Commemorating the 150th Anniversary of End of Legal Slavery, President Obama Reflects on the Abolition of Slavery Amendment

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Standing in the United States Capitol today, President Obama reflected on the progress we’ve made since the U.S. abolished slavery in 1865.

On December 6, 1865, the U.S. ratified the 13th Amendment to the Constitution: the abolition of slavery. It was a long overdue step in the long road we continue to walk in our efforts to address and uproot the systemic injustices embedded into our society.

Standing in the United States Capitol today, President Obama reflected on the history of our progress — hard-fought, hard-won, incomplete, but always possible. Watch his remarks here:

As many made clear at the time of its ratification, the 13th Amendment was not a final step, but rather the first step in making real the promise that all men are created equal. Read the letter that Annie Davis, an enslaved woman living in Maryland, wrote to President Lincoln asking if she was free after he had signed the Emancipation Proclamation. He never replied, but the answer was no. It would take an amendment to Maryland’s constitution — and the 13th Amendment — to ensure that she and all enslaved people in the U.S. were free in the eyes of the law.

Emancipation Proclamation

Drafted December 22, 1862 The 13th amendment, which formally abolished slavery in the United States, passed the Senate on April 8, 1864, and the House/Congress on January 31, 1865. The National Consensus of the Proclamation/Bill/Amendment happened after end of Civil War December  6th, 1865.  The 13th amendment abolished slavery in the United States and provides that “Neither slavery nor involuntary servitude, except as a punishment for crime whereof the party shall have been duly convicted, shall exist within the United States, or any place subject to their jurisdiction.”.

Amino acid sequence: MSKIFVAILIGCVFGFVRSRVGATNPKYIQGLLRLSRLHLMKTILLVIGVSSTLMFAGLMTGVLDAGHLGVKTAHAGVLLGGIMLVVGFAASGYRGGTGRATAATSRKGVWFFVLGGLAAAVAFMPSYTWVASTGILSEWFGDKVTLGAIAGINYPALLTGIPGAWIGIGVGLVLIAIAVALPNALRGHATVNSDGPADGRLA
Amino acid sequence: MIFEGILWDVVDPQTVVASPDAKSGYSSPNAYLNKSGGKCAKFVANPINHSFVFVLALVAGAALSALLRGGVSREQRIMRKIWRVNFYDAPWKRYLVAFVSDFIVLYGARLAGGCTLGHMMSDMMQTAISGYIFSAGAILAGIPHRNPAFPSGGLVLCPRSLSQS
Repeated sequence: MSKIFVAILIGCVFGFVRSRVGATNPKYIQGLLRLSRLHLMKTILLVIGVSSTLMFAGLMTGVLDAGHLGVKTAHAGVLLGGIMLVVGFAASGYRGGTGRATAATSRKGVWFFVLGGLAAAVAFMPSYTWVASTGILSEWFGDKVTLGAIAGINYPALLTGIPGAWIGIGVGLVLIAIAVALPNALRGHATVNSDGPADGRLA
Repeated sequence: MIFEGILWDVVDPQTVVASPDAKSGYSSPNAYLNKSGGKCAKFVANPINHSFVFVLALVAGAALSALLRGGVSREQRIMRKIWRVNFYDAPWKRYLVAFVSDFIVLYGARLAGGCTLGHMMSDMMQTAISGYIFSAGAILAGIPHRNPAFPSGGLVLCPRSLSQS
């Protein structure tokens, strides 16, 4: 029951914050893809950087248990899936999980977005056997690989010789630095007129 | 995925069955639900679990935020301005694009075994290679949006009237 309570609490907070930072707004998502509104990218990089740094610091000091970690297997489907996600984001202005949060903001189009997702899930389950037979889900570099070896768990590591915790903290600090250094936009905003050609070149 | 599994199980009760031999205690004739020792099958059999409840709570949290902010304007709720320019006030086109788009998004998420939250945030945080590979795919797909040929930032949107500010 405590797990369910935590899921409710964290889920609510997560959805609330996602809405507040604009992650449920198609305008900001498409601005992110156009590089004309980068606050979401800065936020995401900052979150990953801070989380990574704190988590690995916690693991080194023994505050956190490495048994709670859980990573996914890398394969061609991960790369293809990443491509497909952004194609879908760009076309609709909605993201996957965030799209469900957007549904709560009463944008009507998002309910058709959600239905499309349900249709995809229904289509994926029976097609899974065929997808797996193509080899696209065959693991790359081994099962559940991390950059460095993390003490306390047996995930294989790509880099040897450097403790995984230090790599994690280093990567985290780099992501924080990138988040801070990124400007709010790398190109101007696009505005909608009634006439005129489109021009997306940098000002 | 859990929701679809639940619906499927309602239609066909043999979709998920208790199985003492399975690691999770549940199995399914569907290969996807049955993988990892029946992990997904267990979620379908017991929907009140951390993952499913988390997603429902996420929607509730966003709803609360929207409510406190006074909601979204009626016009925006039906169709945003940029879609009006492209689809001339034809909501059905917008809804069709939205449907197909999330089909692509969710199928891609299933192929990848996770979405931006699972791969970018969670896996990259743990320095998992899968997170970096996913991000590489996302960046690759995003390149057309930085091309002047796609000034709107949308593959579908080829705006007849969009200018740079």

Transcript of Emancipation Proclamation (1863)

print-friendly versionRead By the President of the United States of America,

September 22, 1862:

A Proclamation.

Whereas, on the twenty-second day of September, in the year of our Lord one thousand eight hundred and sixty-two, a proclamation was issued by the President of the United States, containing, among other things, the following, to wit:

“That on the first day of January, in the year of our Lord one thousand eight hundred and sixty-three, all persons held as slaves within any State or designated part of a State, the people whereof shall then be in rebellion against the United States, shall be then, thenceforward, and forever free; and the Executive Government of the United States, including the military and naval authority thereof, will recognize and maintain the freedom of such persons, and will do no act or acts to repress such persons, or any of them, in any efforts they may make for their actual freedom.

“That the Executive will, on the first day of January aforesaid, by proclamation, designate the States and parts of States, if any, in which the people thereof, respectively, shall then be in rebellion against the United States; and the fact that any State, or the people thereof, shall on that day be, in good faith, represented in the Congress of the United States by members chosen thereto at elections wherein a majority of the qualified voters of such State shall have participated, shall, in the absence of strong countervailing testimony, be deemed conclusive evidence that such State, and the people thereof, are not then in rebellion against the United States.”